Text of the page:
Tow bans issued for 21 Iowa counties as spotters report more than 7 inches of snow in Des Moines metro
Editor's note — As part of a winter storm that could bring up to 11 inches to parts of Iowa, the Register is providing free, updated coverage throughout Friday and Saturday.
A winter storm warning was allowed to expire at 6 a.m. Saturday for more than a dozen central Iowa counties, including Polk, Dallas, Story, Jasper, Madison and Warren.
Snowfall rates were expected to reach three-fourths to an inch per hour, the NWS said, with rates of more than an inch per hour possible at times.
Share your snow photos: Email your best photos from Friday's snowstorm and they may run online and in print.
Important weather links for easy reference:
- Iowa road conditions from DOT, which includes information on tow bans
- Airport: Check arrivals/departures
- Power outages: MidAmerican | Alliant | Co-op
- Track DOT's plows on an interactive map
I-35 reopened, but travel not advised
Portions of Interstate 35 are reopened Saturday morning. According to the Iowa State Patrol, a jackknifed semi forced officials to close the northbound lanes of I-35 at milemarker 112, near Ames.
While I-35 is open, travel is not advised from the Des Moines metro area to the Mason City/Clear Lake area. The roadway is completely covered, according to reports from the Iowa Department of Transportation.
U.S. Highway 169 near Adel is also closed.
Tow bans have also been extended to several counties in southwest and eastern Iowa — in addition to portions of central Iowa, according to the National Weather Service.
Under a tow ban, cars will not be towed unless they are in the way of snowplows or are a public safety hazard.
Franklin, Hamilton, Jasper, Marshall, Polk, Poweshiek, Story, Tama and Worth counties were put under a tow ban earlier Friday. A town ban was issued for Benton, Linn, Iowa, Johnson, Scott and Montgomery counties Friday night, too.
The Iowa State Patrol also reported that 207 motorists were assisted and 78 crashes were reported between 5 p.m. and 9 p.m. Friday; 64 of the crashes involved property damage and 14 resulted in personal injuries. None were fatal.
In central Iowa, the Des Moines Police Department also reported responding to a number of calls for assistance Friday evening. Between 5 and 9 p.m., a spokesperson said officers responded to 14 crashes resulting in property damage, two that led to personal injuries, six reports of hit and runs, and 20 stalled vehicles.
Unofficial: At least 7 inches in Clive, Waukee; nearly 9 in Ames
According to the National Weather Service interactive map, which tracks official and unofficial snowfall totals across the state,
Snow has fallen more heavily outside of the metro. Laurens, about two hours northwest of Des Moines, reported an unofficial total of 11 inches at 7:38 p.m. Closer to the metro, Ankeny reported an unofficial snow total of 5 inches at 6:35 p.m., and Roland reported an unofficial snow total of 6 inches.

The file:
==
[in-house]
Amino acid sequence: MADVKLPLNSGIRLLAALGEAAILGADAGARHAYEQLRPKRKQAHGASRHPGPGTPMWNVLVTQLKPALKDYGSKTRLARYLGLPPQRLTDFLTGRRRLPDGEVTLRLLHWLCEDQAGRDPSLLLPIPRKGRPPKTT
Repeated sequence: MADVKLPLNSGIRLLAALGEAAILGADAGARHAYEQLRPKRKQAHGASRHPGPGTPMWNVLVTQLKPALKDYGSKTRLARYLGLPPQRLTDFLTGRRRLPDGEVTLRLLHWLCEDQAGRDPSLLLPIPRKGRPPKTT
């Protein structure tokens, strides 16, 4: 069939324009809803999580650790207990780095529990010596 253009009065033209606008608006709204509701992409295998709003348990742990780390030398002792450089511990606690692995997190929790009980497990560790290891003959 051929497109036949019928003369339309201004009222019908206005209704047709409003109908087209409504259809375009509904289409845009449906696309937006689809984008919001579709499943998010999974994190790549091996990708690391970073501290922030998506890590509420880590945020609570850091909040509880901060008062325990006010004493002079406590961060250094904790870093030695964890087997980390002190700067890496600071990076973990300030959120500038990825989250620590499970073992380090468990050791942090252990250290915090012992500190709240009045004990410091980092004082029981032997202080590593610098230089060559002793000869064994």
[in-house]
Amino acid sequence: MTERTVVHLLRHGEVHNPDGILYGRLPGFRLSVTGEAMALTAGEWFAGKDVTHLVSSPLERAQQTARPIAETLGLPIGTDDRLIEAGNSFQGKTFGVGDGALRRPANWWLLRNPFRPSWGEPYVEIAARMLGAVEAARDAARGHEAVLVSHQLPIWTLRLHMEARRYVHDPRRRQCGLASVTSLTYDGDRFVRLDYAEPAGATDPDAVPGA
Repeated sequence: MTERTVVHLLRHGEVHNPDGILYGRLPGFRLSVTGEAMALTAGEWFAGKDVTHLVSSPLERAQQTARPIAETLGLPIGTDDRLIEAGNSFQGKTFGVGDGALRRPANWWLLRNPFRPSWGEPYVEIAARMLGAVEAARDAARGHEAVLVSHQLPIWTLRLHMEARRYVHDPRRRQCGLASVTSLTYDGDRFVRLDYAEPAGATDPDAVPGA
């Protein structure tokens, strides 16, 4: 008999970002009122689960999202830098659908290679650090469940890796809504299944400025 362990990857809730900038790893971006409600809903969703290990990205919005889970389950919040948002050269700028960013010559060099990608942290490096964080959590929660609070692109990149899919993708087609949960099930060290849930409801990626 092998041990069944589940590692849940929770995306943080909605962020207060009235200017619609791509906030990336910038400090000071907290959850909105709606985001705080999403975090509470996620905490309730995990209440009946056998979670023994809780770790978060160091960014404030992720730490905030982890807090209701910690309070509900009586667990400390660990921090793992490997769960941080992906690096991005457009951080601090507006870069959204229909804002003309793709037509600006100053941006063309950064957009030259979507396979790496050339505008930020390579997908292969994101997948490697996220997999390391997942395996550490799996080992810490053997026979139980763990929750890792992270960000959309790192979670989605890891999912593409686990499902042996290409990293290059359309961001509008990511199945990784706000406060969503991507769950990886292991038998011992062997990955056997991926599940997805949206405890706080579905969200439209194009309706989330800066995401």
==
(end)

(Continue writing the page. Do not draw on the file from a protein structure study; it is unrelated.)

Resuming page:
Other unofficial snow totals include:
- 11 inches: Laurens at 7:38 p.m.
- 10 inches: Garvin at 6:30 p.m., Graettinger at 6:45 p.m., Algona at 8:20 p.m.
- 8.8 inches: Ames at 10 p.m.
- 8.7 inches: Nora Springs at 9:06 p.m.
- 6.3, 8 inches: Urbandale around 9:30 p.m.
- 7.4 inches: Oskaloosa at 8:25 p.m.
- 7 inches: Marshalltown at 7 p.m., Clive at 9 p.m., Waukee at 9:54 p.m.
Amid 30-40 mph winds overnight, NWS urges caution before driving Saturday
According to the National Weather Service, winds were gusting above 30 mph north of Highway 30 Friday evening, and stronger winds were expected to develop south of Interstate 80 after 9 p.m. Friday and through Saturday morning.
Wind speeds as high 41 mph were expected in Creston. Speeds of 35-37 mph were expected in Ames, Carroll, Fort Dodge and Ottumwa.
Blowing and drifting snow is expected to impact travel conditions for much of the day Saturday.
Drivers are encouraged to monitor Iowa's road conditions at 511ia.org before attempting any travel Saturday morning.
Nearly two dozen flights in, out of Des Moines canceled or delayed
Nearly two dozen flights in and out of Des Moines were canceled or delayed as snow fell across the state Friday.
According to the Des Moines International Airport's flight tracker, flights to Houston, Denver, Las Vegas and Washington, D.C., were canceled Friday. Others from Denver, Houston, Chicago, Washington, D.C., St. Louis and Houston to Des Moines had been canceled, too.
Tow bans in effect for central, eastern Iowa as officers respond to dozens of calls for assistance from drivers
Tow bans are in effect for portions of central and eastern Iowa, according to the National Weather Service.
A tow ban means that cars will not be towed unless they are in the way of snowplows or are a public safety hazard.
Franklin, Hamilton, Jasper, Marshall, Polk, Poweshiek, Story, Tama and Worth counties are all under a tow ban.
According to the Iowa State Patrol, 95 motorists were assisted and 32 crashes were reported between 5 a.m. and 5 p.m. Friday; 19 of the crashes involved property damage, 14 resulted in personal injuries. None were fatal.